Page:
The automaker is under fire for a faulty ignition switch that is linked to several deadly crashes. What do consumers need to know?
A defective ignition switch, which reportedly could have been fixed by spending just 90 cents per car, has proven to be a very costly mistake for General Motors.
The faulty switch, which has been recalled, will likely cost the automaker billions in repairs, fines and litigation, but its true cost is in human lives. Thirteen deaths and 32 car crashes have been linked to the defective switch, according to USA Today.
What’s worse? GM allegedly knew about the issue and did nothing. During a Senate Subcommittee on Consumer Protection hearing this week, U.S. Sen. Claire McCaskill, D-Mo., the chair of the committee, lambasted GM and chief executive Mary Barra for its “culture of cover-up,” USA Today said.
“It might have been the old GM that started sweeping this defect under the rug 10 years ago. But even under the new GM banner the company waited nine months to take action after being confronted with specific evidence of this egregious violation of public trust,” McCaskill said.
Understandably, GM owners have lots of questions about the recall, what to do and where to go. This Q&A from TorqueNews might help.
- What GM vehicles are impacted? All 2005-2007 Chevrolet Cobalts and Pontiac G5s, 2003-2007 Saturn Ions, 2006-2007 Chevrolet HHRs, 2006-2007 Pontiac Solstices, and 2007 Saturn Sky vehicles are involved in the recall.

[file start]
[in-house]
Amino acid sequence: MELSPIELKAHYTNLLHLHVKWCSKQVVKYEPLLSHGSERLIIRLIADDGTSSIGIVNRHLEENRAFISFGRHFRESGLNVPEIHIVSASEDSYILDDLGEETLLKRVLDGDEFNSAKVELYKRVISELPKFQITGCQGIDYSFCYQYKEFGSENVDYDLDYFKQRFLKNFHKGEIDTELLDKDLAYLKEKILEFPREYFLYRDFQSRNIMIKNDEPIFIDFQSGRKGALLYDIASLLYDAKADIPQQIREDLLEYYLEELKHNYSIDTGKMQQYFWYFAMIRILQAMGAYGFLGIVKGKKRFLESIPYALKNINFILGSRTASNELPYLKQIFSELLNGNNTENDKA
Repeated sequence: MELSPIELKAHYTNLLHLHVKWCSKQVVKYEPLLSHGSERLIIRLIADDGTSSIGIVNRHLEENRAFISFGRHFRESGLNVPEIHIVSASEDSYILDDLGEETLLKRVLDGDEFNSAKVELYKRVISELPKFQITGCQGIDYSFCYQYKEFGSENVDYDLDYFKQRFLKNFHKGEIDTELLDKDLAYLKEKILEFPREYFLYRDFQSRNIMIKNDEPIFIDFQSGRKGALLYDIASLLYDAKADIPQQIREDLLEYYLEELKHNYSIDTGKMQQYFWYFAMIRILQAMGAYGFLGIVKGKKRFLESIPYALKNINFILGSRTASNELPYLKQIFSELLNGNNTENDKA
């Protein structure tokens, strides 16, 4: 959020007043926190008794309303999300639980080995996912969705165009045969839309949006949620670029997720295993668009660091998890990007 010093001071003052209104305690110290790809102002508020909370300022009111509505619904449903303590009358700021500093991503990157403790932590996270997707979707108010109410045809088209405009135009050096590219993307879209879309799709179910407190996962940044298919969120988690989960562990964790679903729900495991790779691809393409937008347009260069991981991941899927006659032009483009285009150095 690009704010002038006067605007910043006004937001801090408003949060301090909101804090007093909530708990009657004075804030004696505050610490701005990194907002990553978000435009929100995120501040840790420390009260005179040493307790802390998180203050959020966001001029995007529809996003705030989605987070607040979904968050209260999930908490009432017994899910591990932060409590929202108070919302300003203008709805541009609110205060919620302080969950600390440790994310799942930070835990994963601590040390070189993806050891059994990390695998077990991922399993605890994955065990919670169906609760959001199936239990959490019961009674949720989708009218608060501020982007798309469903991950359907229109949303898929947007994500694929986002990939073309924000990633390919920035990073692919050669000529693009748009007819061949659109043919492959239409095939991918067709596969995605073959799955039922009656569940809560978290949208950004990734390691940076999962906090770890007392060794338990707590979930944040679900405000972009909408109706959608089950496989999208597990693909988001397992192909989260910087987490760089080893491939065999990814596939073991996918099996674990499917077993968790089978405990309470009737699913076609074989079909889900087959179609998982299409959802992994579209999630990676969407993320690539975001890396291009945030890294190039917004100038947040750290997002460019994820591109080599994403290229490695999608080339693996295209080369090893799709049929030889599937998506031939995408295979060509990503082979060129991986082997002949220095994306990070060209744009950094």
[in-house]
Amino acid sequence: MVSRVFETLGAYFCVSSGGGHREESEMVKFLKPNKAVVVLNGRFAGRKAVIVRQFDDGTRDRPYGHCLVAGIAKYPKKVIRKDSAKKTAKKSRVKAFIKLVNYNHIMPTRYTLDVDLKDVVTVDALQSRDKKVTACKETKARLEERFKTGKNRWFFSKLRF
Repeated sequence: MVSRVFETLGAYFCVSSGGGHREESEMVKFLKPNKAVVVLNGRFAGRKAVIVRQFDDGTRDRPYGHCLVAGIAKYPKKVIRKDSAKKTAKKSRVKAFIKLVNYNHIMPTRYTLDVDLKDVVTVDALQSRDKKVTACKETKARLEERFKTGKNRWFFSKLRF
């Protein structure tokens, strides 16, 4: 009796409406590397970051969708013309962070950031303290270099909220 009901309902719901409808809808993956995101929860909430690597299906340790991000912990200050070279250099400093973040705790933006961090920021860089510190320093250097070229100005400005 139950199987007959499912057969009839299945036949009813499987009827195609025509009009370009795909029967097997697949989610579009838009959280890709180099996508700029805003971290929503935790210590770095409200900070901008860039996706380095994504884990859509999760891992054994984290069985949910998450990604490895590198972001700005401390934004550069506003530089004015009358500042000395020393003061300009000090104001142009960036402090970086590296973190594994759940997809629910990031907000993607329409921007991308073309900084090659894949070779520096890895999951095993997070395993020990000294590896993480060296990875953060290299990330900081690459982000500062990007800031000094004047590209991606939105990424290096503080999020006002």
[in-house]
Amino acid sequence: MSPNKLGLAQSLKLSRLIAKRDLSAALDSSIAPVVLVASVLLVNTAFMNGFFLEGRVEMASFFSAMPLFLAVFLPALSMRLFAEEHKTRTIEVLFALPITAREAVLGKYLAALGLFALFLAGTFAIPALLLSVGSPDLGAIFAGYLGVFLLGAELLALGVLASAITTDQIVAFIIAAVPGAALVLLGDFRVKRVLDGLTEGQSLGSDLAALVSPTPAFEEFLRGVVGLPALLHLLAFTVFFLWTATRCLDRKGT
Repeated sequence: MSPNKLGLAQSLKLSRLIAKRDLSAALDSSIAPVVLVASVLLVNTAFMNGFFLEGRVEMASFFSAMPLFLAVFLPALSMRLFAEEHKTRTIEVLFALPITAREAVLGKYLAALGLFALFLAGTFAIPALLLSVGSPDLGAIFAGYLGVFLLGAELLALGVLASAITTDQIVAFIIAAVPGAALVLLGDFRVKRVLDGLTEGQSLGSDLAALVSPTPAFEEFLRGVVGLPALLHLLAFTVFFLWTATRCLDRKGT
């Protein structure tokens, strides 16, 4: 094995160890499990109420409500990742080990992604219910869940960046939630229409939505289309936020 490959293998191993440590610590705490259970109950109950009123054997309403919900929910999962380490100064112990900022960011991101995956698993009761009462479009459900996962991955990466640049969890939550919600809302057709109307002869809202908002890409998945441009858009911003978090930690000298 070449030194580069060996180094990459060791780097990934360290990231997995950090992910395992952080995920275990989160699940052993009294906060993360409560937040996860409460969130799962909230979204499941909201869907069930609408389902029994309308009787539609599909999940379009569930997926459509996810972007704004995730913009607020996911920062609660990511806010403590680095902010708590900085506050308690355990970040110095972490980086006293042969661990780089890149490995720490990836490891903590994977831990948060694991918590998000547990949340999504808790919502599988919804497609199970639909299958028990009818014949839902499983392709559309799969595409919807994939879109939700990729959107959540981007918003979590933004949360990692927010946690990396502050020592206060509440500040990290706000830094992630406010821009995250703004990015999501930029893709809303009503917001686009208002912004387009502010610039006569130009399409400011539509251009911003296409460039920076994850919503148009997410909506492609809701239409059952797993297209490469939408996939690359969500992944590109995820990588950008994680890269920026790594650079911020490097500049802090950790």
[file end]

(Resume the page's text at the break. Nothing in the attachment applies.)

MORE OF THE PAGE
- Why are the cars being recalled? There is a potential that the ignition switch on the above vehicles may be faulty, which could result in a partial loss of electrical power and engine turn-off. The proper deployment of airbags may also be impacted.
- My car is on the list. What do I do? GM should notify you when the parts are available to fix the faulty switch, at which time you can contact your GM dealer and set up a repair appointment. If you are not contacted by GM, call your GM dealer.
- I already fixed and paid for this on my own. Now what? When you receive a letter from GM notifying you that parts are available to fix the defective ignition switches, the letter will also include information about how to request reimbursement if you’ve already repaired the problem.
- What can I do now, while I wait? Remove all unnecessary weight from your keychain, including the key fob. Use your vehicle key by itself, as there is more risk involved with having a heavy keychain. “The swinging inertia of the weight of the keys is the problem,” Ware Chevrolet service manager Derek Cheek told TorqueNews.
- I want more info. Click here to access a site GM developed to help customers understand the safety issues and recall.
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